Read<br />
more

Brasero – Disk Burning App for Ubuntu, Linux Mint

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Ubuntu

Brasero is a very simple disk burning GNOME app available for all Linux distributions. However, for sometime it has been removed from the standard Ubuntu OS images. The main reason behind is the low usage of DVD, CD storage mediums in recent times. However, if you still wants to burn some disks, erase or re-write some disks, you can still install Brasero in Ubuntu and other Linux distributions.

Read more

Kernel: Linux 4.18, Linux 4.19, Linux Plumbers Conference and Mesa 18.1.6 Release Notice

Filed under
Linux
  • Patches Revised For AMD Zen Based Hygon Dhyana Server CPUs

    Patches have been revised for the Linux kernel to support the initial Hygon Dhyana server CPUs that are the licensed AMD Family 17h "Zen" technology, basically the EPYC server CPUs for the Chinese market.

    Back in June the initial Hygon Dhyana Linux patches were posted and today they were revised for the third time. V3 of the Hygon Dhyana patches are re-based against the latest Linux 4.18 development code and rework some of the vendor checking codes for improved consistency.

  • Qualcomm Adreno 600 Series Support Proposed For Linux 4.19 Kernel

    While a bit late, Freedreno lead developer Rob Clark is hoping to see the Qualcomm Adreno 600 series bring-up happen for the Linux 4.19 kernel cycle.

    The MSM Direct Rendering Manager has long been prepping for Adreno 600 series support as the latest-generation Qualcomm graphics found on their Snapdragon SoCs. The initial code for A6xx was posted earlier this year including work by Qualcomm / Code Aurora on that hardware bring-up. With Linux 4.19 queued in DRM-Next is already the "DPU1" display code needed for newer SoCs and Rob Clark is hoping to get the working A6xx support in place for this cycle.

  • Linux Plumbers Conference: Early Registration Ending Soon!

    The early registration deadline is August 18, 2018, after which the regular-registration period will begin. So to save $150, register for the Linux Plumbers Conference before August 18th!

  • Mesa 18.1.6 Release Notice

    Due to a busy week and a slip of my mind I didn't get out the announcement for 18.1.6 on Wednesday. Therefore, I'm planning to make the release Monday August 13th, at or around 10AM PDT.

  • Mesa 18.1.6 On The Way With Over Three Dozen Fixes

    While Mesa 18.2 is baking for release later this month, Mesa 18.1 remains the currently supported stable series. Final release preparations are underway for Mesa 18.1.6 as the latest bi-weekly point release.

    Mesa 18.1.6 is expected to be released this coming Monday, 13 August, and so far has staged more than three dozen fixes as confirmed via Friday's release notice.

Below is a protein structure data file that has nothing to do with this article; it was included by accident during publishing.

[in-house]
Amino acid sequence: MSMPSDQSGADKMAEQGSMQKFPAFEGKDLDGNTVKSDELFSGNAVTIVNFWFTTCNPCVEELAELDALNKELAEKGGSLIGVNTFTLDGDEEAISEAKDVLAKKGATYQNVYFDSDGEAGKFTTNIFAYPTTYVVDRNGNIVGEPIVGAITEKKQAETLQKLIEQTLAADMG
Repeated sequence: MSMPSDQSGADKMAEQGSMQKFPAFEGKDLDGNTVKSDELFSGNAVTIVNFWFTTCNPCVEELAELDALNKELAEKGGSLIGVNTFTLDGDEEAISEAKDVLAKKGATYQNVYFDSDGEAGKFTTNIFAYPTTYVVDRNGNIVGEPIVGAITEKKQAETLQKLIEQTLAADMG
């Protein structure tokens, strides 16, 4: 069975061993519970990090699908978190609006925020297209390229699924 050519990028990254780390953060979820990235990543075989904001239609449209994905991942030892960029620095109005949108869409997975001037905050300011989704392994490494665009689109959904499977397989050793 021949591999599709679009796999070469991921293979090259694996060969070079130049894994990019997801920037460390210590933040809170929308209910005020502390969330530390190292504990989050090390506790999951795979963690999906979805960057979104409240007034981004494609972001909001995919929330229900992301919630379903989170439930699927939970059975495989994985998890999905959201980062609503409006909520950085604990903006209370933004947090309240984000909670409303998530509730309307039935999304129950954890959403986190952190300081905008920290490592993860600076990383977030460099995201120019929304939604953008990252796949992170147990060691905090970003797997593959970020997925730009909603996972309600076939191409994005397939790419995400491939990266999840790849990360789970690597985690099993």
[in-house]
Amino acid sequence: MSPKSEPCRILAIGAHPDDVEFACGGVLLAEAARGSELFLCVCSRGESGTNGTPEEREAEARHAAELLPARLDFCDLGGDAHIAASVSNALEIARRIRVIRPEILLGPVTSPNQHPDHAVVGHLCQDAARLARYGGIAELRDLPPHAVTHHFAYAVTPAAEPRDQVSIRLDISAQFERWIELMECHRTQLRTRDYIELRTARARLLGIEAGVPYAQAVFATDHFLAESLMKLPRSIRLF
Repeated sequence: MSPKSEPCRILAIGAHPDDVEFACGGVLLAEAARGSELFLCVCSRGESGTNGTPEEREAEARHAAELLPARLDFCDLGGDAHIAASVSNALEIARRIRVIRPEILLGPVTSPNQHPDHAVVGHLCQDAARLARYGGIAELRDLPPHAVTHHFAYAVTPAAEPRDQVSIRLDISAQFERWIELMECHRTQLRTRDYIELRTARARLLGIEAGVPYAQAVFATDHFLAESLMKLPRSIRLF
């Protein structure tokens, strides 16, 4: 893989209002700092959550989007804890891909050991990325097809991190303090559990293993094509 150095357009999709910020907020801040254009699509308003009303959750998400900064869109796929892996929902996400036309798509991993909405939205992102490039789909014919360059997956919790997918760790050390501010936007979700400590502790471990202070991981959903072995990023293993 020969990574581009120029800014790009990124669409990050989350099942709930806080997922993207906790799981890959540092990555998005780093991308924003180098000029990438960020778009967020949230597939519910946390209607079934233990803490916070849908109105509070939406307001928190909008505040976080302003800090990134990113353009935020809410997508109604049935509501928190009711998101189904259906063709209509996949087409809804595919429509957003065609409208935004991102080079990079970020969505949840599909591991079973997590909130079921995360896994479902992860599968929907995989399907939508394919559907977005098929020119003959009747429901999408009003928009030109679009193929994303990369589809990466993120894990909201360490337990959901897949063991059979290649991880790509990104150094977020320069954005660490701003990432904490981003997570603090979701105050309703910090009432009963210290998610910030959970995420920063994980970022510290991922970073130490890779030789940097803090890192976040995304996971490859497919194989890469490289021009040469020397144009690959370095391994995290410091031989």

Programming/Development: Git-cinnabar Release and Programming Language Rankings

Filed under
Development
  • Announcing git-cinnabar 0.5.0

    Git-cinnabar is a git remote helper to interact with mercurial repositories. It allows to clone, pull and push from/to mercurial remote repositories, using git.

  • The RedMonk Programming Language Rankings: June 2018

    They’re a month overdue, and from the volume of inbound questions about when the language rankings would drop, it’s been noticed. As always, these are a continuation of the work originally performed by Drew Conway and John Myles White late in 2010. While the means of collection has changed, the basic process remains the same: we extract language rankings from GitHub and Stack Overflow, and combine them for a ranking that attempts to reflect both code (GitHub) and discussion (Stack Overflow) traction. The idea is not to offer a statistically valid representation of current usage, but rather to correlate language discussion and usage in an effort to extract insights into potential future adoption trends.

Graphics/Ubuntu: Wayland 1.16 and Weston 5.0 Release Candidates, XDG Shell Stable Supported by Mir

Filed under
Graphics/Benchmarks
Ubuntu
  • [ANNOUNCE] wayland-1.15.93

    The RC1 release candidate for wayland 1.16 is now available.

  • Wayland 1.16 & Weston 5.0 Release Candidates For Testing

    Derek Foreman of Samsung's Open-Source Group put out the release candidates on Friday for the upcoming Wayland 1.16 release as well as the Weston 5.0 reference compositor.

    The Wayland 1.16 release candidate hasn't seen any changes over the earlier development release besides updating the contributor documentation to reflect that Gitlab is now used for handling merge requests. The Wayland 1.16 cycle overall was quite light but earlier in the cycle it did see build system updates, dropping of the wl_buffer definition, and the protocol now allows a zero physical size output.

  • XDG Shell Stable Supported by Mir